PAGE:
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Conservation of Giant Native Twin Trees

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Gammon Construction and Sun Hung Kai Properties share the belief that trees are important elements of Hong Kong’s landscape and valuable assets in our community, therefore their conservation is essential in any development project. In November 2019, the two companies collaborated to successfully transplant giant native ‘twin’ trees at Shap Sze Heung, where the Sai Sha Road Widening Works are underway, using a novel method not seen before in Hong Kong.

 

Consisting of two Ficus microcarpa trees that have merged into one root system, the trees are over 50 years old and weigh more than 170 tonnes. Originally standing as a landmark near Nai Chung Public Transport Interchange (PTI), they were moved to a location near the new PTI to provide a better area to grow and to minimise impact from nearby construction activities. They are now living in an enlarged planter to allow the root system to spread and encourage vigorous growth.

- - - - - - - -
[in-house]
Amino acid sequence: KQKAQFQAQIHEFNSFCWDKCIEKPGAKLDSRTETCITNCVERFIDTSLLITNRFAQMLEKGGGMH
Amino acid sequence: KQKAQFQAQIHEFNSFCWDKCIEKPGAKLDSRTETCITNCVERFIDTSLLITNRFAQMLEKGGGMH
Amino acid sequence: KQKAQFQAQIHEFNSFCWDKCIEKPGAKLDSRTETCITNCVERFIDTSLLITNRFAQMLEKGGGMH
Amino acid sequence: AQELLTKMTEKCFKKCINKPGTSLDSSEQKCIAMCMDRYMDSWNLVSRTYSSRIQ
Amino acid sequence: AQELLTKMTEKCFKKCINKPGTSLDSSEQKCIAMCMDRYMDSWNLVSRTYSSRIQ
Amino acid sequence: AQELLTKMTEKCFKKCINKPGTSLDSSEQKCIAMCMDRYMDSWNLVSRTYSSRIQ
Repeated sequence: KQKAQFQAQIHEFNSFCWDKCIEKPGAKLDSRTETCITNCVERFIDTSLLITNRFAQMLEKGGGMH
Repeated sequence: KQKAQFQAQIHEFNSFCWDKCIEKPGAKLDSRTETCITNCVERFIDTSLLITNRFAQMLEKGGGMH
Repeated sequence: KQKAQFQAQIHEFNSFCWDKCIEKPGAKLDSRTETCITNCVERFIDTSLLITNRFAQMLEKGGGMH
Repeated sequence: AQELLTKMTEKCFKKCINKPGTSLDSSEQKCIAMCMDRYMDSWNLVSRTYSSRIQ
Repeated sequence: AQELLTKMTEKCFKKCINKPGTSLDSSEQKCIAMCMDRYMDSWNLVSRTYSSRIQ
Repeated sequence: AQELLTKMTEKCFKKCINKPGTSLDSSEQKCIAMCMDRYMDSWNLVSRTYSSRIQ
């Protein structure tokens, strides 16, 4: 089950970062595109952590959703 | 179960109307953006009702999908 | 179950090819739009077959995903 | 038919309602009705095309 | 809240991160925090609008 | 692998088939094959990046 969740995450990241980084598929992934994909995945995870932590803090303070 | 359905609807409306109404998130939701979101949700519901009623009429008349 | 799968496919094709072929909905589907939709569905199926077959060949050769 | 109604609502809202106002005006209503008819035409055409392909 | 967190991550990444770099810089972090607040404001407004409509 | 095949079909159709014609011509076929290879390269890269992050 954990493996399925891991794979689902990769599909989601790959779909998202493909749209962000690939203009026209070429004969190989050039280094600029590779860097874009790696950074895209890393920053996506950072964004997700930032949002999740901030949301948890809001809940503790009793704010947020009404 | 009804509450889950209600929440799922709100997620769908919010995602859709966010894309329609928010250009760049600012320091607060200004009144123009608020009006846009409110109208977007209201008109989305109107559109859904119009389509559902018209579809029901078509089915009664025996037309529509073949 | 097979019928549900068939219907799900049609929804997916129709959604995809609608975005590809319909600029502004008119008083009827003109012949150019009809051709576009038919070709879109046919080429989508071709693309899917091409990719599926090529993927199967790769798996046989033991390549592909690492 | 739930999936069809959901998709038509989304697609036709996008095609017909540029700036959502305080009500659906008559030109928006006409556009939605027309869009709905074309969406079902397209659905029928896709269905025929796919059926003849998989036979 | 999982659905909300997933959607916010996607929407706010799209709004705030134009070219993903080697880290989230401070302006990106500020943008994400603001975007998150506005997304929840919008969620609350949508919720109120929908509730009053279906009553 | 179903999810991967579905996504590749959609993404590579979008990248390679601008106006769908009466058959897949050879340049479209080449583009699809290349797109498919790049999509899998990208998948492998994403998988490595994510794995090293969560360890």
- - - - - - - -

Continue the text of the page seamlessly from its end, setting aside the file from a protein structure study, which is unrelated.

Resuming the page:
Minimising safety risks to people and avoiding tree failure by using the shortest path and providing stable and steady mechanical transport were key considerations in the transplantation process. Remarkably, and for the first time in Hong Kong, an integrated double self-propelled modular transporter was used during the move to improve transportation, logistics and safety.

 

Also important was early engagement with construction and landscape teams, and detailed planning on the lifting system, transportation route and method at design stage. Smart sensors, photogrammetry and 3D scanning technology were also applied and, when combined with the concerted effort of all parties including Gammon’s in-house arborist and external academic advisor, led to a safe and successful transplantation process. The reduction in number and duration of construction activities required also resulted in a lower carbon footprint.

 

The Gammon project team takes a holistic digital approach to managing the many trees on the Sai Sha Road Widening Project. To greatly reduce the chance of tree failure, the team uses an i-Tree app for digital inventory, wireless motion sensors for real-time health and stability monitoring, as well as integration of motion data into a hybrid reality platform for data analysis in a 3D model.

 

As for the twin trees, the project team and local community were delighted to find a new home for them to flourish within the neighbourhood of Shap Sze Heung.